When the Green Bay Packers went into a shell of their normal offense a week ago against the Minnesota Vikings, it was understandable. They had just lost two-time MVP Aaron Rodgers, and found themselves at one point missing three starters on the offensive line. That’s a recipe for disaster, especially against one of the most fearsome defensive fronts in the NFL.
Seven days later, the Packers seemed to barely change their philosophy from how they operated against Minnesota, despite playing at home, with a week of preparation, and against a Saints defense that — while improved — is still nowhere near the Vikings’.
Therefore, it should come as no surprise that most of the criticism of the Packers after their 26-17 loss to the Saints falls on Mike McCarthy’s shoulders. We find several pieces for today’s Curds that examine his approach for the offense, while also looking ahead to the future after the Packers’ bye week.
Brett Hundley disappointed, but not discouraged | Packers.com
Both Hundley and McCarthy appeared to try to take the blame after the game on Sunday, as the quarterback said the team has to execute while the head coach explicitly said to put the blame on him. Neither one was throwing the other under the bus, which probably means that both deserve equal amounts of blame.
Packers may have to unleash Brett Hundley to save offense - ESPN
Of course, the argument here (and from us at APC) is that McCarthy can't keep holding Hundley back. Hundley did say that "the emphasis was just making plays with my legs today," a gameplan which clearly didn't work.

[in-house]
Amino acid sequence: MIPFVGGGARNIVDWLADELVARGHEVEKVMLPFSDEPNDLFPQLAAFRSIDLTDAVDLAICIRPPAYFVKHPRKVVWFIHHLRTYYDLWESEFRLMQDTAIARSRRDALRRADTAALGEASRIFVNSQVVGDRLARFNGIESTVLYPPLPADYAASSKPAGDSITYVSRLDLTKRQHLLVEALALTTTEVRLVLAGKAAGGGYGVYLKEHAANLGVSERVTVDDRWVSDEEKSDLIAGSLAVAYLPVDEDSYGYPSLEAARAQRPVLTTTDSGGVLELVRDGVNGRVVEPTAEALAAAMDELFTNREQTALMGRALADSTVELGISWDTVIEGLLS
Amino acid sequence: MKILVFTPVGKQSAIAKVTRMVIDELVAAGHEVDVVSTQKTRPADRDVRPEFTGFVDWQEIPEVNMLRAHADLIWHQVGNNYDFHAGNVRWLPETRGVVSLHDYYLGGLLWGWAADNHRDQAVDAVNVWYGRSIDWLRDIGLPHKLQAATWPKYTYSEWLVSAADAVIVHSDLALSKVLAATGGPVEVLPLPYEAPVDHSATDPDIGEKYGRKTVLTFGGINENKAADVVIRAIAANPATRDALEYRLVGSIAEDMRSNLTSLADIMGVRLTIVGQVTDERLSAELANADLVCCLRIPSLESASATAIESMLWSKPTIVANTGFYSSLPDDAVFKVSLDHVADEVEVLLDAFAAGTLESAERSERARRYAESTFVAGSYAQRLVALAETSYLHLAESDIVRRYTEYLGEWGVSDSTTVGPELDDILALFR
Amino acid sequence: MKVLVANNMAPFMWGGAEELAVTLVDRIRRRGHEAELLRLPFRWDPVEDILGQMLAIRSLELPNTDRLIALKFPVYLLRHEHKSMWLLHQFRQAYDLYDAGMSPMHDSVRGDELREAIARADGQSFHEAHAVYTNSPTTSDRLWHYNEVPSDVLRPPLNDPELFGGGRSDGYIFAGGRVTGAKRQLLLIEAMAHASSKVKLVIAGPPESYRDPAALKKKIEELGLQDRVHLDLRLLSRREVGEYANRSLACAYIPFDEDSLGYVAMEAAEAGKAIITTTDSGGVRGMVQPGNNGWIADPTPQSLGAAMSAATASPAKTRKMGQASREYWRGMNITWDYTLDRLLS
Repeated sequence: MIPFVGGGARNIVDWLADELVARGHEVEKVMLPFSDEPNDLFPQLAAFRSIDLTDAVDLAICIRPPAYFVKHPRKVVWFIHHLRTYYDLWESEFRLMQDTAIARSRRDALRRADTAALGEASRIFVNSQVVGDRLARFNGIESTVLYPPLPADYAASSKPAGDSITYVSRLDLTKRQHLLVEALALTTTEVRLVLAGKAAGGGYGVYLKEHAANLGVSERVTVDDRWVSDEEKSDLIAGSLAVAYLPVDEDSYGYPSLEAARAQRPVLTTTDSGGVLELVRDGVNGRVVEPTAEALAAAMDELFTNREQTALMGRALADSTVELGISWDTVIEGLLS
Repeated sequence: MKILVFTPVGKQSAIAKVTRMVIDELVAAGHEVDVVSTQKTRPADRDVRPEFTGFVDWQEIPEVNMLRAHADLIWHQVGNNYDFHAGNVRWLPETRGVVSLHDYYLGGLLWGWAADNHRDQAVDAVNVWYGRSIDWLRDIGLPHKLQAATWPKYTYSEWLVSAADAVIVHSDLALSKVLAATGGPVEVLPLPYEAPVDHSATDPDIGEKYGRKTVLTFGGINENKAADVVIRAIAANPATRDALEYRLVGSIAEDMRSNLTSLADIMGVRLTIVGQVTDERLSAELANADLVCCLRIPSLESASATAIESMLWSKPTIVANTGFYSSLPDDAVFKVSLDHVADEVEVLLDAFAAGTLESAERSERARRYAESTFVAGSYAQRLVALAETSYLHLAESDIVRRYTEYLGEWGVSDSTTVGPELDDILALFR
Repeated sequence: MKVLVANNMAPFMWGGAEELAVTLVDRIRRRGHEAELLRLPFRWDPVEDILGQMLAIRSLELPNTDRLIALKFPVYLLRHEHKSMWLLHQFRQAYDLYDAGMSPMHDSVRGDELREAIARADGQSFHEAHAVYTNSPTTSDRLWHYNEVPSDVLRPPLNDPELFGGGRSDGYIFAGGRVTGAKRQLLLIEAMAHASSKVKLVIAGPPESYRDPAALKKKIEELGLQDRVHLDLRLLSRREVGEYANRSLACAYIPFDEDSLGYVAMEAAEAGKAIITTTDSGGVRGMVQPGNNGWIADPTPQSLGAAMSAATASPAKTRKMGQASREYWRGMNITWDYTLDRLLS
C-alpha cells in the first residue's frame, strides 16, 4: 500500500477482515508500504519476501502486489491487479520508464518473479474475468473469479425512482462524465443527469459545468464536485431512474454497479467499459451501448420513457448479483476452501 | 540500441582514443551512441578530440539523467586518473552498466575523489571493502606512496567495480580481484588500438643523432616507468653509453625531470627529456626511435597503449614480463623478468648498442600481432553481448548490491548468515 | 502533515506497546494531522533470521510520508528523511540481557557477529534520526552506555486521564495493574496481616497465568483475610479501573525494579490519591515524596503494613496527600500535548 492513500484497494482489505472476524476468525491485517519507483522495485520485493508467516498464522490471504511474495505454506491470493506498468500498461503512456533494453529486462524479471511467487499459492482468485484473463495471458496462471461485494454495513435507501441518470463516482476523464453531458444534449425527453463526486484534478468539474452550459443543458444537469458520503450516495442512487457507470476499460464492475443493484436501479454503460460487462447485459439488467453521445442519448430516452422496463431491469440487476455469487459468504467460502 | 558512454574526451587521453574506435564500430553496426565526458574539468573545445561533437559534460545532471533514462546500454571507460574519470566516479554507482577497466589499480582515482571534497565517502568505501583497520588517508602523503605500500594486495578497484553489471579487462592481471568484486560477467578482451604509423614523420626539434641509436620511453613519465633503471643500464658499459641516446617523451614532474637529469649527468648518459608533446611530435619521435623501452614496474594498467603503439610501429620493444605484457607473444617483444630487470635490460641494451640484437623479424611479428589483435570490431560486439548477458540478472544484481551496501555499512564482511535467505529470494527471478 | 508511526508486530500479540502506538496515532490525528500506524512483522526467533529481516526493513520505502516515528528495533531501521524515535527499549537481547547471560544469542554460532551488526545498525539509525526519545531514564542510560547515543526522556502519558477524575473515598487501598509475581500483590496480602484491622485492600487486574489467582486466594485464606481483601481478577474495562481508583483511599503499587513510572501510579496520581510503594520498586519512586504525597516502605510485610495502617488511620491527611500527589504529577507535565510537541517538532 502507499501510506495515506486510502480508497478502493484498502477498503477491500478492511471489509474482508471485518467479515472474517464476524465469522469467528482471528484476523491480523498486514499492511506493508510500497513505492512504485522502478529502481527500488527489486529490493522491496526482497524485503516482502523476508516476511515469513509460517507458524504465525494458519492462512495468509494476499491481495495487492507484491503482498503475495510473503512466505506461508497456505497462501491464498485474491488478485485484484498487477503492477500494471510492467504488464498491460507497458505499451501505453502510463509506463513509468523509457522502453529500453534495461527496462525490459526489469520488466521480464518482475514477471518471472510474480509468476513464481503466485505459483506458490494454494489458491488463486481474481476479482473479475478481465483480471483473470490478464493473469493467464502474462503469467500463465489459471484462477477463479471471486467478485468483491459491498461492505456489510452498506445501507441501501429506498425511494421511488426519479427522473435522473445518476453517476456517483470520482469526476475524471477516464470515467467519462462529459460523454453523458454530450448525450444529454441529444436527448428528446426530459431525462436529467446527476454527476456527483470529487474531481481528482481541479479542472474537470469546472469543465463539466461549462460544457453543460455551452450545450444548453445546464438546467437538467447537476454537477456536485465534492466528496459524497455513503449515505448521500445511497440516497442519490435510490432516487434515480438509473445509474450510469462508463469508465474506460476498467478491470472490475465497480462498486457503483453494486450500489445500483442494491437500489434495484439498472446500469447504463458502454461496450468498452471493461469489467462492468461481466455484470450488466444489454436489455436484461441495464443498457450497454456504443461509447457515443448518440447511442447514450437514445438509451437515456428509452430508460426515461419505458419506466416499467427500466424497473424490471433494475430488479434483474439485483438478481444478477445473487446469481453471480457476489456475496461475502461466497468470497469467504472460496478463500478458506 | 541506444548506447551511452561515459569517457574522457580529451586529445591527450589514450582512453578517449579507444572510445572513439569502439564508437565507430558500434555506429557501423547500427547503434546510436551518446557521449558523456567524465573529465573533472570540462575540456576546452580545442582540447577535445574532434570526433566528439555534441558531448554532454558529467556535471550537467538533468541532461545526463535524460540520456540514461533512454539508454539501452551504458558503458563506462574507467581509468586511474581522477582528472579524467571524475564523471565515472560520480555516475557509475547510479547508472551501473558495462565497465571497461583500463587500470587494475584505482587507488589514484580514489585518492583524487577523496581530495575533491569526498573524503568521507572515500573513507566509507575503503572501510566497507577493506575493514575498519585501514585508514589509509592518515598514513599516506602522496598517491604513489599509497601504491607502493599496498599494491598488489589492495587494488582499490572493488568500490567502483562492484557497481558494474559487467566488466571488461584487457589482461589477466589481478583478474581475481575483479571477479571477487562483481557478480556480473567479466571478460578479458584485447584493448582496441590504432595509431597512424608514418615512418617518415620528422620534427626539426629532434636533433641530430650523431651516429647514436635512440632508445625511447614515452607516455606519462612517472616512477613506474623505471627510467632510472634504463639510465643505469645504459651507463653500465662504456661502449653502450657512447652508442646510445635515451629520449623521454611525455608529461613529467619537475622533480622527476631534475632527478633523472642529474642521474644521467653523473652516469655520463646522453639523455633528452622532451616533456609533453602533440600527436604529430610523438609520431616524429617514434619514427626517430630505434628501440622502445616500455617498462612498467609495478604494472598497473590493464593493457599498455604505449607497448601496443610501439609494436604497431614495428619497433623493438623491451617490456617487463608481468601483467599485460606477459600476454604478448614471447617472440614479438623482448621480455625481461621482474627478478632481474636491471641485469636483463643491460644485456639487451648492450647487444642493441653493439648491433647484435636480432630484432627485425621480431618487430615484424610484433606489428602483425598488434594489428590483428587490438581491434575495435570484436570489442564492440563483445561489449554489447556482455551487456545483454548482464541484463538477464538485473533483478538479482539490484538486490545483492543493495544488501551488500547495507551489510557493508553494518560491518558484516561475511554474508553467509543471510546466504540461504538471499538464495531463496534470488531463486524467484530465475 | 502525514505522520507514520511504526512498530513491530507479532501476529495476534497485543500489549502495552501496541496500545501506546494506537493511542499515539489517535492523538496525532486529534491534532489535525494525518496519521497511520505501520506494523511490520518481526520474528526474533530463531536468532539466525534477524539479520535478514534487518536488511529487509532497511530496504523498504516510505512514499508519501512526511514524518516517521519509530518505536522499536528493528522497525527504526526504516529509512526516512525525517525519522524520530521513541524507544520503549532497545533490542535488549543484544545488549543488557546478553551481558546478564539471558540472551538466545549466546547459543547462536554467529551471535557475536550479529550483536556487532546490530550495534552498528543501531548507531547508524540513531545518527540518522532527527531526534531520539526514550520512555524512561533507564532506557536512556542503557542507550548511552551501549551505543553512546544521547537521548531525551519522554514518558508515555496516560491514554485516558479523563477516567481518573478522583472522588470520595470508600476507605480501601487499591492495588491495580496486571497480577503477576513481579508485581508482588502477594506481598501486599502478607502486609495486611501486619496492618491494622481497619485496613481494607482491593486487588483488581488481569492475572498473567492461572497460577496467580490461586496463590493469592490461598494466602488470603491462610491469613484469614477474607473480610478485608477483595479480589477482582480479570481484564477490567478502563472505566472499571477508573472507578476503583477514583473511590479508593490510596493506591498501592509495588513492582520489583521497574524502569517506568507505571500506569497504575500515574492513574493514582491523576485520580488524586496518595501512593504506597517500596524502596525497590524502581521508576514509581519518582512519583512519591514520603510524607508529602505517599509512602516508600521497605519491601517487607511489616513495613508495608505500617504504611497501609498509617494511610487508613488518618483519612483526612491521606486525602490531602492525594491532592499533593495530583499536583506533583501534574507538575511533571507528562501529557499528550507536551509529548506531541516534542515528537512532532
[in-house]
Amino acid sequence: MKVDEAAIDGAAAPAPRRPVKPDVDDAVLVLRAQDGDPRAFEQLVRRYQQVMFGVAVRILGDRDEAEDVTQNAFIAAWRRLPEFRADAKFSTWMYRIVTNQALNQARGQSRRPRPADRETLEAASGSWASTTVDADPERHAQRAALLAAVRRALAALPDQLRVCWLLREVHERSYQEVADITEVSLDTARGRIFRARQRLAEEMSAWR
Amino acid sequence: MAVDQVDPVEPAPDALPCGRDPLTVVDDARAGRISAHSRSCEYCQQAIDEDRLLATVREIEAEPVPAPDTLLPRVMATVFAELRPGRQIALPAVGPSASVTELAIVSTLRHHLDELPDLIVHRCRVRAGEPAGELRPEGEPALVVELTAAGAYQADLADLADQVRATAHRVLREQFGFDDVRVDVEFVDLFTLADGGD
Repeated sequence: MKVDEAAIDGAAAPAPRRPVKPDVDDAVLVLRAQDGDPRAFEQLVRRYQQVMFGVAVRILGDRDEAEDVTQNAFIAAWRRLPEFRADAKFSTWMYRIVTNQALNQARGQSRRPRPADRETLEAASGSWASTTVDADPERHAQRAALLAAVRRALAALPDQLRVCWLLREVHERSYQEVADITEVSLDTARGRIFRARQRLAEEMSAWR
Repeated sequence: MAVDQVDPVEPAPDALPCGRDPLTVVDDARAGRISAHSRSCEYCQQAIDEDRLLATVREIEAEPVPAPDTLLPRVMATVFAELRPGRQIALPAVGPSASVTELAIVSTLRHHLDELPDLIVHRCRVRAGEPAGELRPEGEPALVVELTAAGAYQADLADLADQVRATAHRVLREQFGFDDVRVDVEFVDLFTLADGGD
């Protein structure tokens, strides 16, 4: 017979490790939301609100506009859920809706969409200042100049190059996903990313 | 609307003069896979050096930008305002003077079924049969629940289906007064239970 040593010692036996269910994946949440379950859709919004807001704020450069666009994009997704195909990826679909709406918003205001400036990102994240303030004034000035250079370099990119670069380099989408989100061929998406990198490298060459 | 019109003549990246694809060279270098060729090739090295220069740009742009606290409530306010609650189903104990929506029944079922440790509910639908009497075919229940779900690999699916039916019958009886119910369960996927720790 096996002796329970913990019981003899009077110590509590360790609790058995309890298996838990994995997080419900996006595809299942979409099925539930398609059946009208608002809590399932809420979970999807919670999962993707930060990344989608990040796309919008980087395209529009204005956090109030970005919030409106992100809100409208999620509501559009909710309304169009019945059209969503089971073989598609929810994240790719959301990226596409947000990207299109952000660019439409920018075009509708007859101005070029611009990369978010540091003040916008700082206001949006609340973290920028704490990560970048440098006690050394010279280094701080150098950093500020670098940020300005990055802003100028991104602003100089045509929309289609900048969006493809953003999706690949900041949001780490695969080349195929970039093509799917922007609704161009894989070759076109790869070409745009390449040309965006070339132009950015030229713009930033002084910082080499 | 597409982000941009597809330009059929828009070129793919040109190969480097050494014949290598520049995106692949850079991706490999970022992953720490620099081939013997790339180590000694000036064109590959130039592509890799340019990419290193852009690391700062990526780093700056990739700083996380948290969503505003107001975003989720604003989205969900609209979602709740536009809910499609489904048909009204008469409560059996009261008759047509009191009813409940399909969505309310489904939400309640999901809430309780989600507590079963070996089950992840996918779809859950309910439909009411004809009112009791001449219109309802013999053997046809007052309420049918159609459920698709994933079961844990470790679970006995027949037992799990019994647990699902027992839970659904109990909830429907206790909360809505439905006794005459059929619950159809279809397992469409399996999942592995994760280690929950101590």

Packers can’t win by playing it safe with Brett Hundley | Packersnews.com
Pete Dougherty goes a step farther, making an impassioned argument for letting the offense loose. McCarthy was determined not to let Hundley lose the game, but in doing so, he didn’t give the quarterback an opportunity to win it.
Winners and losers from Packers’ 26-17 loss to Saints | Packers Wire
Aaron Jones was obviously the big winner on Sunday, averaging 7.7 yards per carry and providing the team's biggest play of the game on the opening drive.
Aaron Rodgers of Green Bay Packers may be able to return late in season | ESPN.com
But there's good news! If this schedule holds, Rodgers could start practicing when he's eligible six weeks from now, with a chance to return for the game against the Panthers. Now if the Packers can just stay afloat until then...
Cowboys used a safety as kicker and 6 more things we loved about the NFL in Week 7 - SBNation.com
Dan Bailey suffered a groin injury, so Jeff Heath had to come in and serve as the Cowboys' emergency kicker on Sunday. He did successfully convert one place-kick, though it donked in off the upright.